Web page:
Why You Should Have a Personal Elevator Pitch (And How to Make One)

February 14, 2018

Here's how and why you should perfect your personal elevator pitch.

Most of the time, whenever we meet someone new, there’s a pleasant exchange of names and perhaps a handshake. And then there’s usually a moment of awkward silence, as somebody searches for something to say.

Usually, what’s said next is a generic question or a generic statement, which is met by a generic response. And then the conversation will either last for a minute or so, until one of you makes an excuse to do something else.

Hardly inspirational.

How do you change that? How can you quickly cut through that and determine if this person is worth networking with or not?

Leadership guru and LinkedIn Learning Instructor Todd Dewett has a simple answer – the personal elevator pitch.

What’s a personal elevator pitch?

A personal elevator pitch is basically a prepared, 30-second spiel you give when you introduce yourself. Here are two examples of good personal elevator pitches Dewett gave in his LinkedIn Learning course, Giving Your Elevator Pitch:

  • “My background is manufacturing, mostly high tech, and right now I'm the general manager of a large facility for GenTech. We're an electronic components company headquartered in Hong Kong. I love being in the shop environment and seeing things being created, but eventually hope to move into executive roles.”
  • “I write a lot of code. I started with Ernst & Young for a few years but then jumped to one of my clients, Procter & Gamble. I've been working with them mostly in support of the brand development team for one of their packaged-goods divisions. I love the work, but I've begun to think about the big picture, so I'm looking for opportunities to move into management roles."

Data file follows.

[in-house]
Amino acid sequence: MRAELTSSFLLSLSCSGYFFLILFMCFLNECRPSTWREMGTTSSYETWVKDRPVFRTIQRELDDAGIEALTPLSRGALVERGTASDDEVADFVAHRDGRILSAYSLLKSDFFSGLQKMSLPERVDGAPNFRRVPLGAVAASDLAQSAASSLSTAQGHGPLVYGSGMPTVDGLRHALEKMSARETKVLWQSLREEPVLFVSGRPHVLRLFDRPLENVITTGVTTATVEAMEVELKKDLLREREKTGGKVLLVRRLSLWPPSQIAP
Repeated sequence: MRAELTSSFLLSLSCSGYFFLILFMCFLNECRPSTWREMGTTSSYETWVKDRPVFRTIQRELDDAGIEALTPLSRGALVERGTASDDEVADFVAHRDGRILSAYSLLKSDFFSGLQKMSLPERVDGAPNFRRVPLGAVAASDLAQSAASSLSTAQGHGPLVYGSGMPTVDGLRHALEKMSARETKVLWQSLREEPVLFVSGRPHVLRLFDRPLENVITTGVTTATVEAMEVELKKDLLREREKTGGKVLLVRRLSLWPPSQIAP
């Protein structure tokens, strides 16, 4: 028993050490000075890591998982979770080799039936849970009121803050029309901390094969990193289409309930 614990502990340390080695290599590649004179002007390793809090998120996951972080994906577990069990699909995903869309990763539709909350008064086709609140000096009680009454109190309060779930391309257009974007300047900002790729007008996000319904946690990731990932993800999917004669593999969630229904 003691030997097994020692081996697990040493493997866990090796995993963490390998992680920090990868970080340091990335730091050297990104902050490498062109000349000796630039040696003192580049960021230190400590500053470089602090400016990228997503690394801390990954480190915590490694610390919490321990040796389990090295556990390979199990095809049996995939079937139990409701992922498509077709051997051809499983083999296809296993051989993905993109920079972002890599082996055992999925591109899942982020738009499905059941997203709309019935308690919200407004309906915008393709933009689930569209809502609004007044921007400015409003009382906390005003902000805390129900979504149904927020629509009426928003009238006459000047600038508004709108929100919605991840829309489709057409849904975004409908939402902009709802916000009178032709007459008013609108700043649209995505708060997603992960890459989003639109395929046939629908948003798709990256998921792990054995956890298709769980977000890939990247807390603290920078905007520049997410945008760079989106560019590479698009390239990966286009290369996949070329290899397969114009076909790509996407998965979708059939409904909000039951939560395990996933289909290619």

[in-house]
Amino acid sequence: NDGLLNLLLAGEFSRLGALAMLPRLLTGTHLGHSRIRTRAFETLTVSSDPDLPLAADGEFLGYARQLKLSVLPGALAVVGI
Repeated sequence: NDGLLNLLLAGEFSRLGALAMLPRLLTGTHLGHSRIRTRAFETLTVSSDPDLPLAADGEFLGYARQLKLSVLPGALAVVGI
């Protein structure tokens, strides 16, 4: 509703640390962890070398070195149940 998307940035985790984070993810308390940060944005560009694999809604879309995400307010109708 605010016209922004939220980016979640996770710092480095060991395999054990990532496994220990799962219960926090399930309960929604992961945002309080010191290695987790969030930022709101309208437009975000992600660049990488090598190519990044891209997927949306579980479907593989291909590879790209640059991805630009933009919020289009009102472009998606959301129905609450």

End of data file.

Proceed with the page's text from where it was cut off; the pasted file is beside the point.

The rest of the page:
Why do this? Why spend time crafting an elevator pitch?

Dewett gave three reasons:

  • It leads to stronger connections. Look again at the two examples listed above. In each, there are several jump-off points to dive into deeper conversations with. For example, maybe they’ve had similar experience than you, work in the same industry or can relate to your story.
  • You describe what you are looking for without being pushy. Again, look at the examples above. Both end with the person stating they are looking for management roles. If the person is hiring for a management role, it could lead to a beneficial conversation immediately. That said, the person doesn't directly ask for the role, so it doesn't come across as pushy.
  • It’ll make you stand out. Particularly at networking events, we meet dozens of people and everyone starts to run together. By having a crisp, concise personal elevator pitch, you’ll stand out from the pack.

5 rules for structuring your personal elevator pitch

Want to create your own personal elevator pitch? In his course, Dewett shared his five rules for structuring one. They are:

  • Keep it short! The one rule you can’t break. Keep it under 30 seconds.
  • Be confident, without being arrogant. A fine line. But you want to explain what you do and perhaps even list an accomplishment, without making it completely braggadocios.
  • Be general, instead of specific. For example, tell people you write a lot of code, as opposed to telling them the specific language you code in. If someone can relate – i.e. they write code too – then you can dive in and get more specific.
  • Be distinctive, not generic. Everyone has their own unique story. Try to isolate what makes your unique – again, within 30 seconds – so the person gets an understanding of what makes you, you.
  • End with what you are looking for. The last line of the pitch should be what you are looking for. For example, perhaps it's just to learn about the industry, or maybe you are looking for a new job opportunity. This is a good way to let someone know what you are looking for, without being pushy.

The takeaway

This really comes down to being prepared. Most of us hate networking because we never practice it. By spending some time preparing your personal elevator pitch, you’ll be more prepared the next time you meet someone.

So, spend all of 20 minutes perfecting your personal elevator pitch and update it every year or so. Doing so will benefit you the rest of your life, as it’ll lead to better conversations and more meaningful connections.

Want to learn more? Watch Dewett’s full course, Giving Your Elevator Pitch. Other LinkedIn Learning courses by Dewett include:

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